Time passed, and again the accusations come. ‘You also are one of them.’ ‘Man, I am not!’ (58). And an hour later, a third accusation comes: ‘Certainly this fellow was with him, for he is a Galilean.’ (59) This is all taking place in Jerusalem, among the city slickers. Galilee was away to the north, a more rural place, with a different accent, maybe seen as a bit more backward. It would be like someone from a rural part of Northern Ireland being up in Belfast, you can tell they’re from somewhere else. So to be a Galilean, where Jesus was also from, was to be seen as part of Jesus’ group.

‘Peter replied, “Man, I don’t know what you’re talking about!” Just as he was speaking, the cock crowed. The Lord turned and looked straight at Peter. Then Peter remembered the word the Lord had spoken to him: “Before the cock crows today, you will disown me three times.” And he went outside and wept bitterly.’ (60-62)

In just a few words, we get the drama of the scene. The Lord turns and looks straight at Peter. And Peter weeps bitterly. What a turn around, in the course of one evening. I am ready for prison and death. Then, I don’t know him.

Was Satan triumphant in his request? He had requested that the disciples be sifted like wheat. It looks like they have all failed the test. They have all abandoned Jesus. And Peter, despite Jesus’ prayer that his faith may not fail, Peter has failed and denied his master. Is Satan victorious? Are we pawns in Satan’s hand and power?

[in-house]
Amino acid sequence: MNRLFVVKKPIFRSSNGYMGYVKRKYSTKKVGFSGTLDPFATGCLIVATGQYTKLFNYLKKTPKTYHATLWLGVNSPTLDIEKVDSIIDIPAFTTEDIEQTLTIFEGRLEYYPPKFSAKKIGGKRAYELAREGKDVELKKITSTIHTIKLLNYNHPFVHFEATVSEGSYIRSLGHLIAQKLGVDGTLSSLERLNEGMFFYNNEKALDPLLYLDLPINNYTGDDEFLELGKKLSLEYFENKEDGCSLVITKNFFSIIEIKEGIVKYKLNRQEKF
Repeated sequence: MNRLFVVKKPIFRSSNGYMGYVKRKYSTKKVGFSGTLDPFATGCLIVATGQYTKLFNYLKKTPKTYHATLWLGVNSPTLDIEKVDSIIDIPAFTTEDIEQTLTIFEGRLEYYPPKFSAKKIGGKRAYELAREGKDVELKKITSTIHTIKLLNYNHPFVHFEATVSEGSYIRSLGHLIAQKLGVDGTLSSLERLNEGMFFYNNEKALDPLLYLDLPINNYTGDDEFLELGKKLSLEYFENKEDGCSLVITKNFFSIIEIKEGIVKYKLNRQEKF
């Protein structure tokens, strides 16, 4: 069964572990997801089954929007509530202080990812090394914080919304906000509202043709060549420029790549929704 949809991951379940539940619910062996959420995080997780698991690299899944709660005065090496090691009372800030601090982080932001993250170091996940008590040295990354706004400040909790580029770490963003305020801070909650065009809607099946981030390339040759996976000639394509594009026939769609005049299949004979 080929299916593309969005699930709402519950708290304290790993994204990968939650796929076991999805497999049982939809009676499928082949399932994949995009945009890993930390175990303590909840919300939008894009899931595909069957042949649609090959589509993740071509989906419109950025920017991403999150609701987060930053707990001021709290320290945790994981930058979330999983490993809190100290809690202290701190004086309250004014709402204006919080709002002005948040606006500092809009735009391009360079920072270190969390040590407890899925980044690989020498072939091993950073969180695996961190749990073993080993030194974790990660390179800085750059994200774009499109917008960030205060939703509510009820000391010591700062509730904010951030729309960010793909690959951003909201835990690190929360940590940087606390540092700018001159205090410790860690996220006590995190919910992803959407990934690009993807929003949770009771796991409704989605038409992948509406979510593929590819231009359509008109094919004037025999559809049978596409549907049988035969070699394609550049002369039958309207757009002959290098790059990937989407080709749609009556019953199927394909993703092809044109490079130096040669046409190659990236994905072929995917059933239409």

Definitely not! You see, Satan does not have any power over us by himself. He is on a leash; he had to ask God and be granted permission to sift the disciples. His testing of them still lies within the power and sovereignty of God. In the heat of the trial we can easily forget that God is still in control.

But more than that, Jesus’ prayer was answered. It might look as if it wasn’t - Peter denied Jesus, after all - but this was a momentary stumble; this was a final, fatal fall like Judas in his betrayal. Rather here’s what Jesus prayed: ‘But I have prayed for you, Simon, that your faith may not fail. And when you have turned back, strengthen your brothers.’ (32)

Jesus knew that Peter would deny him; yet even before the fact, he paves the way back; he gives him the job of strengthening his brothers ‘when you have turned back.’ After Jesus is raised from the dead, he restores Peter, on the beach, by another charcoal fire. Three times, he asks: ‘Do you love me?’ And three times Peter replies, ‘You know that I love you.’ (Jn 21)

Peter would strengthen the brothers when he had turned back. And he still continues to encourage and strengthen us as we see how he denied Jesus, but turned back again to his Lord. This episode is written for us, to show God’s grace in Peter’s life.